The meeting was said to be scandalous, forbidden by the community. It was also a meeting divinely orchestrated by God so that his good news would be preached and that the brokenhearted would find healing. True to himself, the Almighty would prove that he indeed is sovereign and “delights in impossibilities,” as Andrew Murray says.

The idea for this unsanctioned meeting descended into my heart during times of prayer, as I poured out my frustrations to God regarding the plight of women in the community in which we served as missionaries: abused, oppressed, treated as worthless, and having no voice. The strict beliefs of their people group held them in bondage. This is what Richard Foster in Celebration of Discipline refers to as the way of death, or externalism, when biblical laws that are meant to bring the abundance of God into our lives have degenerated into soul-killing ones that instead control, manipulate, and imprison us. I saw that death clearly in their eyes and heard it in their words, especially the ones left unspoken. 

“But God,” I answered, “that’s impossible. You know I can’t hold that kind of meeting here.” I knew he saw the injustice. I knew he heard their cries in the night. I knew he was touched by their pain. And though I knew he was well aware of the obstacles to what he was asking me to do, I felt compelled to reiterate them to him:

“First of all, you know outsiders are unwelcome and considered a threat here. Second, Lord, spiritual gatherings of any kind are forbidden unless a male—chosen by the community—is the one leading it. Third, surely you remember that women are not permitted to gather together in groups larger than five or so when no men are present, and finally, the worst taboo of all is for a woman to teach or preach from the Bible.” In my defense, all the above were real challenges we faced regularly. Neighbors told us our kids weren’t permitted to play with theirs, since we were different; nor were our kids allowed to attend their schools. Our landlord was considered a rebel in the community and faced mistreatment for the audacity of renting a house to us. The Bible studies my husband began holding in houses were attended only after dark in fear of leaders finding out. The friendly craft-night gatherings I attempted for women were poorly attended. Out in public, women would often whisper in each other’s ears and scurry away from me. The biggest challenge was the fact that I was a credentialed minister of the gospel. I was a female preacher.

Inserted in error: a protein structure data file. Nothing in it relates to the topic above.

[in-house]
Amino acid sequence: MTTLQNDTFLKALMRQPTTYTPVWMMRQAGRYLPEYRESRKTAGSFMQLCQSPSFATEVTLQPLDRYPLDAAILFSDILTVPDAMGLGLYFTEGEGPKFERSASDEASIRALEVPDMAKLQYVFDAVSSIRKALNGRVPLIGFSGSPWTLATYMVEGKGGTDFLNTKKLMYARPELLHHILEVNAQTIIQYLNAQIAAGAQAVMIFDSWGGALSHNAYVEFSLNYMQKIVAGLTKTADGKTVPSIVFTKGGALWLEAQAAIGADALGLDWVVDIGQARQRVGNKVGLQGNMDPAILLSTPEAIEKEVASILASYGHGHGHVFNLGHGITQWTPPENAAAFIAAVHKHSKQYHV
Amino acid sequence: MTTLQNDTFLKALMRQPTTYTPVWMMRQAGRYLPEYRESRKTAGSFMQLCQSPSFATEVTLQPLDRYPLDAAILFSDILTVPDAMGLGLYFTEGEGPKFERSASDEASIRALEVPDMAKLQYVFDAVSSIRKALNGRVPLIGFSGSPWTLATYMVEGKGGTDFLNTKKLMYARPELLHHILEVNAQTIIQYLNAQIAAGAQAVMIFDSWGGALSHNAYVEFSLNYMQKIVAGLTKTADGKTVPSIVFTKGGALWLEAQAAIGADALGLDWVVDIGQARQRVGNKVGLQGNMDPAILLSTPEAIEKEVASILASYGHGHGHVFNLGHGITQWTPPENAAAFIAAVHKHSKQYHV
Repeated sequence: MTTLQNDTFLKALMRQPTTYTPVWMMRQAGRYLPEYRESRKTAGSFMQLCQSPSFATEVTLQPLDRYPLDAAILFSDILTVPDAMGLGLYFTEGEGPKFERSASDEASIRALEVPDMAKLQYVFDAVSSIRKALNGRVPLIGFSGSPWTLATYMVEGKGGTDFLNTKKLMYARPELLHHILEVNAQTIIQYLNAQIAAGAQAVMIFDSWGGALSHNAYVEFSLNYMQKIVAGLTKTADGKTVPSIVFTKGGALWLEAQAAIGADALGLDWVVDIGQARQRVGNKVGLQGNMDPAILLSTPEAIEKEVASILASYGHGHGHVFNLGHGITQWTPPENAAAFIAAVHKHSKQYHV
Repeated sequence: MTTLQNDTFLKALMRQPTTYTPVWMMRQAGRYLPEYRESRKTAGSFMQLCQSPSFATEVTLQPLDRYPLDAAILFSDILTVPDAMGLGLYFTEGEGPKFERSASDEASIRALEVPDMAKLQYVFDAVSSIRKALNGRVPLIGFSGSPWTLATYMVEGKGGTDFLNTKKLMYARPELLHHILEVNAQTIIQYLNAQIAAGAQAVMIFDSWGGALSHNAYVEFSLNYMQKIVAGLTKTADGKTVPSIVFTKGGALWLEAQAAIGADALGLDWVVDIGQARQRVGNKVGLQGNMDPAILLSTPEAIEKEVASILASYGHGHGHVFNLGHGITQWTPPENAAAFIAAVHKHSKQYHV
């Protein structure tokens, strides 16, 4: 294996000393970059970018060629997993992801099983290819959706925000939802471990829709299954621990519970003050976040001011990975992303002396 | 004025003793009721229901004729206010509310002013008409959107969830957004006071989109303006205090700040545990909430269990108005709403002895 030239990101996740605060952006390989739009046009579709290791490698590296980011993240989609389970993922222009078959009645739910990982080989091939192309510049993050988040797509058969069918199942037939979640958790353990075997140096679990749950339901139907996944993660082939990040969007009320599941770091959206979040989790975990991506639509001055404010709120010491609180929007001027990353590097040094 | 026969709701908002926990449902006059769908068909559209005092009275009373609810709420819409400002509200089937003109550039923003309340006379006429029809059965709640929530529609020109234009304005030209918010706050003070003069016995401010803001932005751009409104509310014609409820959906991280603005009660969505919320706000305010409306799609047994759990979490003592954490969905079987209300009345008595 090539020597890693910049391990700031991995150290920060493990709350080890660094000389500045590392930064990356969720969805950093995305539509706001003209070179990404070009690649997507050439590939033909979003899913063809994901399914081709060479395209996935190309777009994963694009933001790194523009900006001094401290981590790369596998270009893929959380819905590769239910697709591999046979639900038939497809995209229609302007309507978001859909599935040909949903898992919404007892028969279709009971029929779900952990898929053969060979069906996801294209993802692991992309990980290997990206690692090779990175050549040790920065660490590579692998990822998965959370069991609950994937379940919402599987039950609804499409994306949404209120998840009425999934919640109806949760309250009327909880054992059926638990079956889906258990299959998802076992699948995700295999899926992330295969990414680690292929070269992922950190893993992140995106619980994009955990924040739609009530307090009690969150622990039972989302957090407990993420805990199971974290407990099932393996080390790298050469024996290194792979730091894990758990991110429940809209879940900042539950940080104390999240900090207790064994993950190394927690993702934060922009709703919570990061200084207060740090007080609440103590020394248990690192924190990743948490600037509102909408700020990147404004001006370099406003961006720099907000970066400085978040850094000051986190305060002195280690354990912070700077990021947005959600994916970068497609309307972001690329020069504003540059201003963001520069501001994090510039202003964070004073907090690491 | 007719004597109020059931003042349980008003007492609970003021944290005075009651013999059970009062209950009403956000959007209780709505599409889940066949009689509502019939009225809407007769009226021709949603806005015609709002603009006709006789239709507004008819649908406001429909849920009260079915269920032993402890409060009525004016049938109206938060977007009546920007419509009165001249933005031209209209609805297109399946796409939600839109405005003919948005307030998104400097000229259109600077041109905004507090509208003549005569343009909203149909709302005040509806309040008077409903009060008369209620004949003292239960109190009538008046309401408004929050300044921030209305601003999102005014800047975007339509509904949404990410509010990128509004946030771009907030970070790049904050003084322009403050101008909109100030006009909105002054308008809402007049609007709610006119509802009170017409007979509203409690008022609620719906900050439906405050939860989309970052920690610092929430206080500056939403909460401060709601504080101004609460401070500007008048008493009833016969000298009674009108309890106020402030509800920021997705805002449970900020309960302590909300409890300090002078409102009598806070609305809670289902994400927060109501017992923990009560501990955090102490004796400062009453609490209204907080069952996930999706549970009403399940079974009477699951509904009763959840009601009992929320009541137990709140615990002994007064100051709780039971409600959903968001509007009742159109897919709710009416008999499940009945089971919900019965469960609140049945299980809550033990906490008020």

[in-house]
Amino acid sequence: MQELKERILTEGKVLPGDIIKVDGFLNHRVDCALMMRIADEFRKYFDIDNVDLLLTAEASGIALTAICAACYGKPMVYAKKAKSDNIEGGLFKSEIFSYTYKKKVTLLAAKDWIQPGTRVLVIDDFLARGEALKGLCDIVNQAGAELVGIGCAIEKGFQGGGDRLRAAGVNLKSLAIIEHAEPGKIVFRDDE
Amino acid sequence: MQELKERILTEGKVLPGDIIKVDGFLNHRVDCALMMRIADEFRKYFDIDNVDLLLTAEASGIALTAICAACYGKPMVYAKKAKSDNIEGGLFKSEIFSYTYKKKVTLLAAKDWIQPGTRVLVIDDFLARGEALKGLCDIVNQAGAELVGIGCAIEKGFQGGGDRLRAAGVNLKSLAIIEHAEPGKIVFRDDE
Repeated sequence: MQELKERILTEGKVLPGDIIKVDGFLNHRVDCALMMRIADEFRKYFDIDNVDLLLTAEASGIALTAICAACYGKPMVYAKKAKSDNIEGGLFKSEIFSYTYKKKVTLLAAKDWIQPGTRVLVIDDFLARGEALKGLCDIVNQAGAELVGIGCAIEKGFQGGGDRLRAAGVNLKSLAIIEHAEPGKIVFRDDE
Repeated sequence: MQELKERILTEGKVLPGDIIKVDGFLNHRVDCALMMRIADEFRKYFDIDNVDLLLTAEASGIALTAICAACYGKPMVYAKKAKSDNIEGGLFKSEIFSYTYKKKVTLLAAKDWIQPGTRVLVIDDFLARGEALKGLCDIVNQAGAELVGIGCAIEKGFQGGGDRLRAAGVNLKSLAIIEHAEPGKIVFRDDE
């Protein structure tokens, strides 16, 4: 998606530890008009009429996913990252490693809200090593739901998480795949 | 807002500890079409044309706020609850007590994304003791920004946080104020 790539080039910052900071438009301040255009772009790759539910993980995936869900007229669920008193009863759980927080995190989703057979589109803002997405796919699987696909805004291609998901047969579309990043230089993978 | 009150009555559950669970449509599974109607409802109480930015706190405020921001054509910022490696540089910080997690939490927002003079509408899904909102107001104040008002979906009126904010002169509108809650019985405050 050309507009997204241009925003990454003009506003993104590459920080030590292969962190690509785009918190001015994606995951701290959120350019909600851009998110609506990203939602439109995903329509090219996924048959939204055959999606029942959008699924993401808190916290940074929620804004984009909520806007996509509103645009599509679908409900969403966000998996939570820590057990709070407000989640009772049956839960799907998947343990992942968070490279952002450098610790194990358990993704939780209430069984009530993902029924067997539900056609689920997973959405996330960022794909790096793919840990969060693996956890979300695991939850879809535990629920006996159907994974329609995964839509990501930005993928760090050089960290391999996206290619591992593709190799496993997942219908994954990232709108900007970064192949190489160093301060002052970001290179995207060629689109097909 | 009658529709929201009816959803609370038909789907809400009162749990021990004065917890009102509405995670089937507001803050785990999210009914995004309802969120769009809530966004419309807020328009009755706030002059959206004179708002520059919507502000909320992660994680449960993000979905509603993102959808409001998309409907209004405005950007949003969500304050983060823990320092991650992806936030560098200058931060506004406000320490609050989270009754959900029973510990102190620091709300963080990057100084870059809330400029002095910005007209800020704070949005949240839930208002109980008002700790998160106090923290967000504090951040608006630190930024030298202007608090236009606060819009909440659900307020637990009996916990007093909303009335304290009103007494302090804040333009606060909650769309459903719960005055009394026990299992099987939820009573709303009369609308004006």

“So?” I didn’t hear God audibly say that to me, but I sensed his unmistakable persistent whisper in my spirit. God wouldn’t be deterred. It was time to obediently join this “mission impossible.” I complied with a nervous sigh while I’m sure God smiled in delight.

The first task was the prayer strategy. I believe with all my heart that “the prayer of the righteous is powerful and effective (James 5:16.)”  We fasted, asking God to break demonic strongholds and cast down oppression. Then we invited our prayer partners to intercede specifically for this event.

We picked a date and time, then worked on logistics like finding a place, making sure we had sound equipment, a keyboard player, and a singer to lead us in worship. I made flyers and posted them in stores, on telephone poles, or anywhere else I could think of and was permitted to do so. We were ready to go. Almost.

We didn’t have chairs. The place we rented for the event was actually a small, empty warehouse that offered no seating. The closest rental business was over 50 kilometers away, and their fee for chair rentals and delivery was more than we had. So again I went to God in prayer and told him we needed chairs. “Lord, you put this idea on my heart; now please make a way for us to rent those chairs.” In my mind, he was going to provide in one of two ways: either via an unexpected large donation to our ministry that would arrive in time for us to meet the deadline for the rental deposit, or God would supernaturally speak to the warehouse owner’s heart in a distinct way to lower the price so we could afford the chairs. I love having faith in my faith. That is, until God chooses to throw a curveball at it, as he did then.